Please do comment if you think something fruitful can be added or some of the facts that can be argued about. I believe the intention is there, but the execution is not bringing the desired result. So I would love to hear what you think.
After the lunch of the final day, I was waiting downstairs of Bangabandhu Conference Center Dhaka where the summit took place. I was thrilled to come across a conversion which led me to dig deep. (For confidentiality reasons and upon request, names of the delegates opined are not mentioned)
The conversation was about the attitude of the facilitators. The discussants were talking about rude behaviour that they received from the facilitator was unexpected. Two of delegates said they were mocked by facilitators for not knowing something. They opined, “If we knew so much, would I have come to the summit? Are we unwanted?”. One eye witness of an incident said that there was a delegate who recently joined university and she did not have any kind of id card. It may seen to many that how it is possible. But considering Bangladesh’s context it can happen. As she is not old enough to get a national id and she did not make a passport nor she had student id. She was harassed at the queue of registration.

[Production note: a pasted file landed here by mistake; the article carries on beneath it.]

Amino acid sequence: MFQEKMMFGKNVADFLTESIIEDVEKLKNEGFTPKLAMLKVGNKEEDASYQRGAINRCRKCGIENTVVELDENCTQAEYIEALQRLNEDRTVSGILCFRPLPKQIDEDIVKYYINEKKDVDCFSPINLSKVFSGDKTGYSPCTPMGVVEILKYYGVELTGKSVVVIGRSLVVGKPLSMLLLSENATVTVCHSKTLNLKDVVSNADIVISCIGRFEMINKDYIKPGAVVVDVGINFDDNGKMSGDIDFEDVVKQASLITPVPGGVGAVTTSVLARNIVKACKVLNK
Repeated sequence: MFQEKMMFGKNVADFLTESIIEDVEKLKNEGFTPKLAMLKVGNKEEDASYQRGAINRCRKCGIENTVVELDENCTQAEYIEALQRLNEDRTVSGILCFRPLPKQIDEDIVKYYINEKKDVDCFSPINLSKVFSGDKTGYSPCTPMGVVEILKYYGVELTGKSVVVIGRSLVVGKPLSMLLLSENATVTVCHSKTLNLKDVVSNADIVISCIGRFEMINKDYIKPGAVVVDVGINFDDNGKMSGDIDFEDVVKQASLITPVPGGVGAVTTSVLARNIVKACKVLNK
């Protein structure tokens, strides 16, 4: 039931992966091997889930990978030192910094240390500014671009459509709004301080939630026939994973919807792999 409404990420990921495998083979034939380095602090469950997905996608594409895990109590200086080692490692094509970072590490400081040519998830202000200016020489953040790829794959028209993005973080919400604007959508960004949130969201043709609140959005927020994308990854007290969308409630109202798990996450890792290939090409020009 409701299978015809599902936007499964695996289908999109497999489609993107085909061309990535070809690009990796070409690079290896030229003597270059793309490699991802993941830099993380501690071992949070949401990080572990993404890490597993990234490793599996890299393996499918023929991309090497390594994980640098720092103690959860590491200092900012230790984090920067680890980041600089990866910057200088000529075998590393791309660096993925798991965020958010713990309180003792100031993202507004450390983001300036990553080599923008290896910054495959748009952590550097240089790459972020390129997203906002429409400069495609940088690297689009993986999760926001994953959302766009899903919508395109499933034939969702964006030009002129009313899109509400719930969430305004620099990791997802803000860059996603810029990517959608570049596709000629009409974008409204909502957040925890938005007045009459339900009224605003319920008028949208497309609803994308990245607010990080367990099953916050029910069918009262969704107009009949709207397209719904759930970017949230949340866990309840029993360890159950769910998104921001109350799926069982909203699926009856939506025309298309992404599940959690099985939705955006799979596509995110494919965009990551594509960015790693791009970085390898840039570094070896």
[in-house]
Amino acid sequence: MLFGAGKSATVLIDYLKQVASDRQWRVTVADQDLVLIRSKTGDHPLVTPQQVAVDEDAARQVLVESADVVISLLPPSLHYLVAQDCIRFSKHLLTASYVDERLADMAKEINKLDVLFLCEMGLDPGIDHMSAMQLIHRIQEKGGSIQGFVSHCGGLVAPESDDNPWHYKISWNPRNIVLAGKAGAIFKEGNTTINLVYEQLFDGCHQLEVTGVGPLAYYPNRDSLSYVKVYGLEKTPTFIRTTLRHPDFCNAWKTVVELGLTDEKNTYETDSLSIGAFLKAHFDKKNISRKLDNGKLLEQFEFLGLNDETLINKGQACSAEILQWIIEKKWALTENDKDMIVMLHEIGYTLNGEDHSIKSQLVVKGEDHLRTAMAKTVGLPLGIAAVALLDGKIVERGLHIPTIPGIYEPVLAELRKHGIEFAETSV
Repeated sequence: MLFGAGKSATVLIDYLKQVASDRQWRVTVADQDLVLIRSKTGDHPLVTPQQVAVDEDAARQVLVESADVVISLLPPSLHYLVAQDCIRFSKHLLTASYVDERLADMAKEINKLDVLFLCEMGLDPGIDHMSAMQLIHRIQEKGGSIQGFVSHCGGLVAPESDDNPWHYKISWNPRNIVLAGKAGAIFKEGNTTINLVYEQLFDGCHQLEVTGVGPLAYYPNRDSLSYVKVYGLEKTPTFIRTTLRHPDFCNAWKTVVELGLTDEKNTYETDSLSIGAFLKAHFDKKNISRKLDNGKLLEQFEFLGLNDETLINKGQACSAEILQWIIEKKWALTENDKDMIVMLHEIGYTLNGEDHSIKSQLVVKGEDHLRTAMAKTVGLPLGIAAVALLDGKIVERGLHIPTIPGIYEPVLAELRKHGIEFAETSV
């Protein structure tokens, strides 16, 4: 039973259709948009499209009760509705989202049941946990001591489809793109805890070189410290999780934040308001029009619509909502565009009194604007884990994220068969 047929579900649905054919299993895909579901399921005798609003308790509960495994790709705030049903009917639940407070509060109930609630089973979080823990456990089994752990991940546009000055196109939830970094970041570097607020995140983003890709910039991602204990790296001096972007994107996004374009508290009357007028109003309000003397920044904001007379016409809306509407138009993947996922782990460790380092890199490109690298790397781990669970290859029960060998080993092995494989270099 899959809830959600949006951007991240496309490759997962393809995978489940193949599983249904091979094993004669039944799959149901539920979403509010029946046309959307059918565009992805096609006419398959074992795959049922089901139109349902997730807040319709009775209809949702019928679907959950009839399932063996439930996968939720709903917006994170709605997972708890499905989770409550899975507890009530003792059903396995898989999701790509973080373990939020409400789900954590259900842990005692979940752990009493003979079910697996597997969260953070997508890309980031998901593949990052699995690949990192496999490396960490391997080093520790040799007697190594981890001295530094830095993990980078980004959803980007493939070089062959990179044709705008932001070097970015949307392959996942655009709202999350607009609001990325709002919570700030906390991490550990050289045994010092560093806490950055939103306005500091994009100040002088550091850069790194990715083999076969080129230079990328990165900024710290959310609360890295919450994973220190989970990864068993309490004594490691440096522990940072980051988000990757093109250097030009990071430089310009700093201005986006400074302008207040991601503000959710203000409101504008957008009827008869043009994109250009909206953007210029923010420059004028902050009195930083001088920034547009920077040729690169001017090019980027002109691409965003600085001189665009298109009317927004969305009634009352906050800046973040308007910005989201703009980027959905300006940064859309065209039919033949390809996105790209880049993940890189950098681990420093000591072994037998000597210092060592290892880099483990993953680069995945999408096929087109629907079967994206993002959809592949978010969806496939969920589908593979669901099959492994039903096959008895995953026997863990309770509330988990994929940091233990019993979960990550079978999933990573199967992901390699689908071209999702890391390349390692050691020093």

Also they mentioned that during the application process they were asked to send money to Bkash accounts for which they called many times to BYLC office and no one answered. Also, one delegate mentioned that she came from Chittagong and was supposed to give interview. She missed the call in the first place and when she called back she was faced with unprofessional behaviour and words. The process of BKash was not clear to many and the time given to make the payment was not sufficient as it required to send from a merchant’s account. They also said the two emails sent created confusion. The second email should have been the only email in the first place. Later others joined, some of them were foreign delegates. One shared, “Own professional development is not happening, no strategy. They are just working on the motivation. They energy is there, but not the person to show the process.” One added, “It feels like they are going over the surface, but not going deep.”